In the 2012-13 season, ACO commissioned composer Ray Lustig to write a new work as part of the CoLABoratory program, a research and development lab encouraging composers to experiment and push the boundaries of American orchestral repertoire. On Saturday, October 23rd, ACO and Groupmuse Foundation will co-present this work, Lustig’s Latency Canons, as part of a hybrid virtual and in-person event titled New Canons. Recently, he spoke with us about the development of his work and why he’s excited for ACO to revisit it.
If you’d like to read about Ray’s thoughts leading up to the 2012 workshops, you can find them on ACO’s blog here: Lab 1 (before the workshop) 1, Lab 1 (after workshop), Lab 5.
Lyndsay Werking (LW): Can you tell us about the history of Latency Canons?
Ray Lustig (RL): I’d seen other people playing around with this idea of playing music together across a distance. Pauline Oliveros was one of the really early people thinking about this. She was a real pioneer. I felt like I was coming into it late in the game. I was wondering why it hadn’t caught on more. Why hasn’t this taken off? Skype had been around for years. This work was the result of my own personal curiosity about that.
LW: What happened when you proposed this idea to ACO?
RL: The first thing that everyone warns you about is latency. If the delay is the biggest problem, why not accept that? Let me see if I can create a piece of music that is designed to succeed and flourish under this setting.
I had this question and I also wanted to do something that felt like it fit the ACO CoLABoratory. They encouraged me to do something that no other orchestra would touch with a ten-foot pole. Something that would be a challenge organizationally to achieve. Artistically, I wanted to understand the challenges and discover an artistic/emotional viewpoint for the work. I didn’t want this to be only a technology feat.
LW: Are there other musical influences that went into your work?
RL: I’ve always been really interested in canon writing. As a compositional exercise, I’ve always enjoyed it. I’ve always enjoyed singing rounds with people, the braininess of trying to create things that fit together?
As a college professor, I would hold an annual Holiday Canon Ball. Encouraging my students to write canons to sing at parties with friends. At the beginning of the semester, we would go through a lot of imitation works.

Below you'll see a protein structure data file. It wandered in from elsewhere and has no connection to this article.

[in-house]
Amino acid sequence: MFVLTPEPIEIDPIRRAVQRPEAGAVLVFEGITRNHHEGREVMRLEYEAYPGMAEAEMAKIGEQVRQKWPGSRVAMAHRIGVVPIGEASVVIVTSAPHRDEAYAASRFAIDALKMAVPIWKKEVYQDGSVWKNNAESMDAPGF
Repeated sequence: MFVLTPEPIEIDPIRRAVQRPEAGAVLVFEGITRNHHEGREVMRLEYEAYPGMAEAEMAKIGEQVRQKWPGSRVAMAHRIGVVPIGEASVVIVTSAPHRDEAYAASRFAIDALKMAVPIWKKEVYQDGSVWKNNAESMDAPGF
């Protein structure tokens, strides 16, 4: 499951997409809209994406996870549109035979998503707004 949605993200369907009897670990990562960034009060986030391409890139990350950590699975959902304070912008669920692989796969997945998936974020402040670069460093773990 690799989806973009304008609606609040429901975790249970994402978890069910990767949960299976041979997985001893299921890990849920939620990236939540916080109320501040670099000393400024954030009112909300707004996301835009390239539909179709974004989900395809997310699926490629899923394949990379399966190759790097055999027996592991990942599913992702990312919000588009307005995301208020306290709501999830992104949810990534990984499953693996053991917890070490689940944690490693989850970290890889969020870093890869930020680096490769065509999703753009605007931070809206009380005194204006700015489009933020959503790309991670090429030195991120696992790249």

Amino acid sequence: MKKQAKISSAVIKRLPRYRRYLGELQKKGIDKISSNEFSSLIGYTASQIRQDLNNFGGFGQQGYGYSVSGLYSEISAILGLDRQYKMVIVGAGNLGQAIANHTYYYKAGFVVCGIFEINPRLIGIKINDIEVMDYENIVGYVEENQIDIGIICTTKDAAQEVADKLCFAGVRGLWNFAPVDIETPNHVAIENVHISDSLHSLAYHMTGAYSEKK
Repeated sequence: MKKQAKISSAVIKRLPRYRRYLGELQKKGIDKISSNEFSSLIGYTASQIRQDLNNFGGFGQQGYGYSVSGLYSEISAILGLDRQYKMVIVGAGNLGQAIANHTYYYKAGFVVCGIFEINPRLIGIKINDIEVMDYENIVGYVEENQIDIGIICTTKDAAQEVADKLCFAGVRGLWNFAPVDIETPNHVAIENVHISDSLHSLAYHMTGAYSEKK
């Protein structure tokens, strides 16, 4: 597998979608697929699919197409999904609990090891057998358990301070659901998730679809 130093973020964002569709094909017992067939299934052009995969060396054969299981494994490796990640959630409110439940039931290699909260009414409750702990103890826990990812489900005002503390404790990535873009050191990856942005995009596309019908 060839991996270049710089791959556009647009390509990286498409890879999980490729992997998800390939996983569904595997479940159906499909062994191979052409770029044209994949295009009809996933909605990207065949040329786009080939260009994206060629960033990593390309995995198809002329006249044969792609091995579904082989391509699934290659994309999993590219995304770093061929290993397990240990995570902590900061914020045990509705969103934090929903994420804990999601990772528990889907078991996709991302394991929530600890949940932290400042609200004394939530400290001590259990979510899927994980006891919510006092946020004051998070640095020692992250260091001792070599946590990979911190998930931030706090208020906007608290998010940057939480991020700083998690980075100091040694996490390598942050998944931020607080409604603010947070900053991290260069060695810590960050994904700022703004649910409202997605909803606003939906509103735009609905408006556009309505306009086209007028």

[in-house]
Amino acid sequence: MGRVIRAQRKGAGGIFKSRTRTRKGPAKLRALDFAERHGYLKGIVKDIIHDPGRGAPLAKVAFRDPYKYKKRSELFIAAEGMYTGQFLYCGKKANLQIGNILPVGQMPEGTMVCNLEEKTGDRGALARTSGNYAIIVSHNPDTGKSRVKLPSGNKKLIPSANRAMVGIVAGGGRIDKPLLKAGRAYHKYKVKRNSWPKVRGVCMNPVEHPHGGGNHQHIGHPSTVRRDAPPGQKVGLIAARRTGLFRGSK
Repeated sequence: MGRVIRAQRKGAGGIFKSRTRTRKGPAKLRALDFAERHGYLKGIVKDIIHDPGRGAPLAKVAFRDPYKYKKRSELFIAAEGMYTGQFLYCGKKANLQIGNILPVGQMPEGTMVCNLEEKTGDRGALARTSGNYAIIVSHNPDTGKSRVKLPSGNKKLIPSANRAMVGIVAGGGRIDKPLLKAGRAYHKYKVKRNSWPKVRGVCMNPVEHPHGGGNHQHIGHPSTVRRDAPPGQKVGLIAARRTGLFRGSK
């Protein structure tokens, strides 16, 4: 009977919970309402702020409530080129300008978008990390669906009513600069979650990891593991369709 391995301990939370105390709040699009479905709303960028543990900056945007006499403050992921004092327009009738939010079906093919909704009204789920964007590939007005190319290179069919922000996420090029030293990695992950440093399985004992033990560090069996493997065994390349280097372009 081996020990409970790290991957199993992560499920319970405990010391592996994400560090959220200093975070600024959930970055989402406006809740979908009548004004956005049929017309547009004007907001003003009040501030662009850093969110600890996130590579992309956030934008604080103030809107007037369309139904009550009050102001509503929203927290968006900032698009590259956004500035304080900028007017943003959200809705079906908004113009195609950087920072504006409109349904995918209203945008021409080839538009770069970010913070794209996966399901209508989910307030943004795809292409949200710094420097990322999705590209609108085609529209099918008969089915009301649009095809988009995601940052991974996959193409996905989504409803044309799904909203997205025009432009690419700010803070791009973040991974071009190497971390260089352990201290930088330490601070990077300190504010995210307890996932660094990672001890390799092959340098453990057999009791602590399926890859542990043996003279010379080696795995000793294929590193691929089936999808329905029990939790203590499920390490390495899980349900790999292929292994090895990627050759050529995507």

One work I love is Piano Phase by Steven Reich. The two pianos play the same thing until one starts playing faster by a sixteenth note. This twelve-note pattern is twelve different possibilities.
LW: When you started working on Latency Canons, you didn’t start with the idea to work with latency. What was the idea you wanted to explore?
RL: I like when the process of a work is perceivable. I’m frustrated when a concept sounds really interesting and complex but isn’t necessarily audible.
There was a sense of music at a distance. I’ve always had a bit of a sense in my heart of being just outside what is going on around me. It took me a while to find my feet to getting a music education. I had to do a lot of exploration to even discover what I wanted to learn.
The music in Latency Canons ended up reflecting an effort to connect over long distances. I remember reading about the laying the telephone cable across the transatlantic. There was a journey that used to take so much time and was a dangerous endeavor. Now, you could speak to someone on the phone across the ocean. It also made me think about people around the world who have a desire to make music but can’t do so.
LW: Tell me more about the idea of distance and how you feel about Latency Canons in the current climate?
RL: I’m happy that I worked in this area when I did. It gave me a way to feel like I could keep up connection with other musicians during the pandemic. The pandemic’s arrival really helped composers take the idea of this type of music further. Another work of mine, Clouds in Single File, riffed on a similar idea.
I had always wanted to create a piece for an orchestra in a concert hall with satellite ensembles in different places. The satellite ensembles hear that they are playing along in time. They don’t experience the canon that others are hearing in the concert hall.
I’m really excited about doing it with ACO this time where the string quartets will have live audiences. My head is swimming with the idea of the distance and the isolation that everyone is dealing with. Trevor New has gone so far beyond and turned it into such a huge thing. His work is making this a new medium to be taken seriously and written for with care.
LW: Do you have any rituals that you follow?
RL: I really like using my voice when I’m writing my music. I really like singing. Whether I’m working on music that is vocal or not, singing connects my body to the music more clearly. In the last couple of years, I’ve been taking voice lessons. What started as a meditative ritual, to focus on sensations and resonance of my own voice, has turned into a part of my music.